FUN FACT: I own porn I can’t watch.

So this is a copy of Adultery for Fun & Profit, a 1971 X-rated film. It won the Grand Prize at the Amsterdam Adult Film Festival, for the year 1970-1971!

BUT it’s on Cartrivision.

Cartrivision was an early home videotape format announced in 1970, released in June 1972, and dead by July 1973.

It has some “fun” features, like not selling VCRs for it: you had to buy it build into a new console TV. Which were huge, because it was the 70s.

There’s also issue of Red Tapes (of which this is one!)

See, early on the movie industry hated the idea of home movies. They made all their money on movie tickets, right? People watching movies at home, that’s gonna seriously cut into their market. This is why they later sued Sony for the introduction of Beta, arguing that it could be used to pirate movies by recording them off TV. (They lost)

So when Cartridge Television started selling Cartrivision in 1972, none of the movie studios really wanted to start selling their films on home tapes, that idea sounded scary. What if someone had a copy of all their favorite films and could watch them forever at home, and never went to the theaters ever again? The movie studios would go out of business!

So along with releasing a bunch of older B&W movies (the only ones they could license), sporting events, and shows from PBS, Cartridge Television came up with a compromise that worked for the movie studios:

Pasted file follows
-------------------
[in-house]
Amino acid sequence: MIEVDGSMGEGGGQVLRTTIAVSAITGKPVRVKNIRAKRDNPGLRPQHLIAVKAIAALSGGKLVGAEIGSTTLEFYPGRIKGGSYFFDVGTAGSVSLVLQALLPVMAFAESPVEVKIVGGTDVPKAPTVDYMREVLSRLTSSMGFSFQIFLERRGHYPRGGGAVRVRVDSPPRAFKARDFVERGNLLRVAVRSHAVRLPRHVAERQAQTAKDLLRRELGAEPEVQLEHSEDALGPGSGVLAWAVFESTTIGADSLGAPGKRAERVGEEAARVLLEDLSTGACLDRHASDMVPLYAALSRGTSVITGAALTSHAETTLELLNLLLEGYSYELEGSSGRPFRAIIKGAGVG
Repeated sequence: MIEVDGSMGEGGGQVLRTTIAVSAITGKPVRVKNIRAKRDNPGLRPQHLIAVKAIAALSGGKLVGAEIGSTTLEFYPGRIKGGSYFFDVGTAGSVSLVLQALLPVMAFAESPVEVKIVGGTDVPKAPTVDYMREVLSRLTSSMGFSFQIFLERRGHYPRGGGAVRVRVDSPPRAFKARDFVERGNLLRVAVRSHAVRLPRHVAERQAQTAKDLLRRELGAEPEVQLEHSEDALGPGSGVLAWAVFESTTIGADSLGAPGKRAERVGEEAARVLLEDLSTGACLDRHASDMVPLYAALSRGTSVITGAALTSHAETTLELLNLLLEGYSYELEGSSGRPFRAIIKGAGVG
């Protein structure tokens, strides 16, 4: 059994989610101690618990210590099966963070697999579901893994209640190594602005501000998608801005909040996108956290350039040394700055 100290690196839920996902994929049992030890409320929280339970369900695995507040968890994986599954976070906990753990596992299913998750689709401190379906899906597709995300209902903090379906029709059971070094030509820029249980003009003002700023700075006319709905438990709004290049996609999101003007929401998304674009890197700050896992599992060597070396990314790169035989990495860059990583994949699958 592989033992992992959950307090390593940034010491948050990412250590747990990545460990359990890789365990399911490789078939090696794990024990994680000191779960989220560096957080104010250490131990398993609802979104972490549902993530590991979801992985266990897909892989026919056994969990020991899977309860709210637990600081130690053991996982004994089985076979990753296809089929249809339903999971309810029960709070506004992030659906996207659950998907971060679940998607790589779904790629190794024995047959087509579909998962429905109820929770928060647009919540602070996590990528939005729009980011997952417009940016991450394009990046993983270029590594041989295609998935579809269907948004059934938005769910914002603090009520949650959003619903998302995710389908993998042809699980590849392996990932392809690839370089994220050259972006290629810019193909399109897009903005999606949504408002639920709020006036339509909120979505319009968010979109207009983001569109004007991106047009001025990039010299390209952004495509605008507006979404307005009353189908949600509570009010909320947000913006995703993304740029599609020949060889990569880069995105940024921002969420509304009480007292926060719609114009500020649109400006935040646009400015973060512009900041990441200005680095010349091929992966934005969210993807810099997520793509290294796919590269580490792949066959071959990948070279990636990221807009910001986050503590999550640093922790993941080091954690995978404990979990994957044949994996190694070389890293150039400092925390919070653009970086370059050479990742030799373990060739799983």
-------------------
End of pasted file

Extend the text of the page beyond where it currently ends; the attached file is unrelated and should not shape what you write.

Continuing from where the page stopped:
Red Tapes.

So, Cartrivision tapes came in two formats: Black Tapes and Red Tapes. Black tapes you’d buy at the store like any other product, but for Red Tapes (which were relatively recent movies), you instead would go to the store and place an order from a catalog. The store would have it delivered by mail, then you’d come back in and get the tape. You’d take it home, watch it, and then return it back to the store. So… Video rental (like Blockbuster!), except they didn’t have any stock on hand, and only got the tapes on-demand by mail? Seems annoying.

BUT OH NO: it’s far more annoying than that. See… Red Tapes aren’t mechanically like Black Tapes.

You can’t rewind them.

You can play them and pause or stop them just like any other tape, but the rewind feature on your Cartrivison TV doesn’t work.

So once you start watching a film, you can only go forward from that point. You want to rewatch it? Too bad. Go back to the store and pay for it again.

Here’s that tape again. Note that it’s red: You can only watch this porn film once. Then you have to return it to the store… the stores that haven’t been doing this since JULY OF 1973.

But there’s another thing you can see on this picture (barely, because this is a blurry picture, thanks Past!Foone): The visible screws in the corners

So here’s the thing: The tape labels for Cartrivision hide the screws. A regular tape will look like this: